What next for Jet2holidays?

In recent blogs, I have looked at the strategic options of some of the UK’s largest travel companies, and it would be remiss not to comment on Jet2holidays, the UK’s most successful tour operator, over the last ten years.

I was involved in the set-up of Jet2holidays in 2007, having pitched Philip Meeson, the CEO and owner of Jet2.com, the opportunity to leverage its strong northern branding to step into the gap left when Thomas Cooks dismantled the  MyTravel / Airtours operation in the North of England, as part of the supposed “Merger” between the two business.

On Holiday Group business initially provided the booking platform and hotel purchasing for Jet2holidays, but Meeson quickly realised the strategic importance of the tour operation and quickly recruited an experienced management team headed by Steve Heapy and other ex-Airtours staff.

As they say, the rest is history, with Jet2holidays creating a market-leading short-haul tour operation, carrying 6.7m passengers.

However, the success of their unwavering focus on the UK market may now be a strategic weakness.

How much bigger can they become in a market where Easyjet Holidays and Tui also seek to expand rapidly?

Here are a few of the moves that could come next:

New London Gatwick base.

Jet2 operates out of all the major UK departure airports, except Gatwick, having chosen initially to access the lucrative London market via a large base at Stanstead.

Easyjet dominates Gatwick departures with over 50% of outbound flights, and even Ryanair failed to make a dent, so Jet2 would face heavy competition entering this marketplace as an airline. However, EasyJet Holidays is less established, potentially leaving the door open for a Summer 2025 entry for Jet2holidays.  

I know slots are tight at Gatwick, but any airport commercial department with one airline with a 50% share will want to encourage its major competitor to arrive to balance the economic power. A heavy branding investment would be required to convince southern customers brought up on EasyJet flights to switch, but Jet2 ‘s low-cost and high-quality holiday packages should be attractive enough to allow them to gain a foothold.

More Exclusive Hotel Stock.

The strength of Jet2’s balance sheet means that, unlike Tui, they can strike multi-year exclusive guarantee deals with beach hotels in prime locations to create a branded and high-margin “differentiated” product. However, after the collapse of Thomas Cook and the dismantling of Tui’s relationships, many hotel groups now prefer multiple suppliers rather than having all their eggs in one basket, making the development of differentiated products harder.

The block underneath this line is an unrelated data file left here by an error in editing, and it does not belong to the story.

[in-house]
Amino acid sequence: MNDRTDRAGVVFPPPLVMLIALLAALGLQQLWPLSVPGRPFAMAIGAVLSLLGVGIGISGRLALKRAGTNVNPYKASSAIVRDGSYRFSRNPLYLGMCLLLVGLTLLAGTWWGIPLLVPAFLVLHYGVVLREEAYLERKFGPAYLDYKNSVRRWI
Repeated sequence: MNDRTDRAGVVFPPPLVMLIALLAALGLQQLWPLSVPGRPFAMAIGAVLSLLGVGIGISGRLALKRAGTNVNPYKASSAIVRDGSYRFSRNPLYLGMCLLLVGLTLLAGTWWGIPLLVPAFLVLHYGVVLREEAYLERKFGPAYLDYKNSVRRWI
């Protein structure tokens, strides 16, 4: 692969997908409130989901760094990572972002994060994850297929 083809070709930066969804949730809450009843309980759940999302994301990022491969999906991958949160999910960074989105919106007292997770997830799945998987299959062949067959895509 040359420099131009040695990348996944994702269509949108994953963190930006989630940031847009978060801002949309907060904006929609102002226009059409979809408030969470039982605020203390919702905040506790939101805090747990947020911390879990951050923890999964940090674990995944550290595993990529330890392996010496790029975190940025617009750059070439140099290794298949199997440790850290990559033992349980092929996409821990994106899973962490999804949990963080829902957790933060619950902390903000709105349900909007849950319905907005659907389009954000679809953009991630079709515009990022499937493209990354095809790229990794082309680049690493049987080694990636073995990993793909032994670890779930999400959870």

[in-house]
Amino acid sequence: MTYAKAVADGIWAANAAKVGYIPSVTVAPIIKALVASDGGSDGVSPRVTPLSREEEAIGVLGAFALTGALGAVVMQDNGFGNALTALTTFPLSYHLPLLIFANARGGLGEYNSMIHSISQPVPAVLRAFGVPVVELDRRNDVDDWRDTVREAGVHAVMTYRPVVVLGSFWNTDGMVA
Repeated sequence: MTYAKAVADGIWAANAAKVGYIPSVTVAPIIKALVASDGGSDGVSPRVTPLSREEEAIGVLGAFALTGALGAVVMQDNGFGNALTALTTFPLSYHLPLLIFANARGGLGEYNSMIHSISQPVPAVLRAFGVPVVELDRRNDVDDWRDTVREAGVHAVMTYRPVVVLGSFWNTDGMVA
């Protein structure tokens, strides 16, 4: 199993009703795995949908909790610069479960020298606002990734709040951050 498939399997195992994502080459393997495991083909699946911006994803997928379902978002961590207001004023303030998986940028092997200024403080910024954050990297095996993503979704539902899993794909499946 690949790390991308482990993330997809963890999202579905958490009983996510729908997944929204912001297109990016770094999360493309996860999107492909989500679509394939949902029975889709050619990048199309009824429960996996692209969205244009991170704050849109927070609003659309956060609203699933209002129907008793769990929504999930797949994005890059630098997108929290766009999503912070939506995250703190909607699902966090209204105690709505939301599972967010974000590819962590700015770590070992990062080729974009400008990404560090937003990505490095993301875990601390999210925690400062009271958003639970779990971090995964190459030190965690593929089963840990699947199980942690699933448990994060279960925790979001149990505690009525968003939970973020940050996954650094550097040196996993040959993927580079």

Long-haul Expansion.

Jet2holidays grew out of the ethos of a short-haul low-cost carrier, and neither Jet2’s current 737 Aircraft nor A321 Neo replacements  (25% more capacity per plane) can operate long-haul routes. However, many third-party airlines with long-haul aircraft would love to cooperate with Jet2holiday to access their established online and retail trade distribution networks.

A strategic partnership or the direct leasing of long-haul aircraft would facilitate introducing a long-haul tour operating program to Jet2holidays’ existing 6m customer base.  A definite no-brainer, in my opinion.

Cruise Division.

MyTravel and Tui developed profitable cruise divisions by repurposing older, smaller cruise ships as the major cruise lines replaced them with new mega-ships.  A strategic alliance with one of the major cruise lines to use their existing capacity would be lower risk and make more sense, so watch up for a tie-up with MSC or Royal Caribbean for more mass-market products.

UK acquisitions.

Given Jet2’s healthy £390m 2023 profit and £1 billion of cash in the bank, they could afford most UK travel businesses, but is there much worth buying?  Strategically, it makes little sense to acquire a UK OTA that would compete with its online holiday sales, and owning high street shops would find little favour with the city. However, purchasing a strategic stake in one of the retail consortia to take greater control of third-party shop distribution to slow the trade growth of EasyJet holidays could be effective and relatively cheap.

International Expansion.

After Brexit, obtaining European AOCs is more complicated; however, it should be easy for an established airline like Jet2.

Extending its operations from Northern Ireland into the South seems logical, with Ryanair lacking a tour operation to compete with them.

Expansion into larger European source markets, like Germany, will likely be on the back of acquiring existing tour operations with an established customer base and distribution, as it’s much easier to swap out flight providers than to establish the Jet2holidays brand in new markets.

Jet2 as an acquisition target.

As a publicly quoted, cash-rich business, Jet2 can acquire but also represents an attractive proposition for a business wishing to enter the European tour operating market.

However, the American super brands of Expedia, Booking.com and Tripadvisor have shown little interest in the package holiday market, and with the slowdown in the Chinese market, the likes of trip.com appear much less likely to splash the cash in Europe, particularly on a business that is so UK-centric.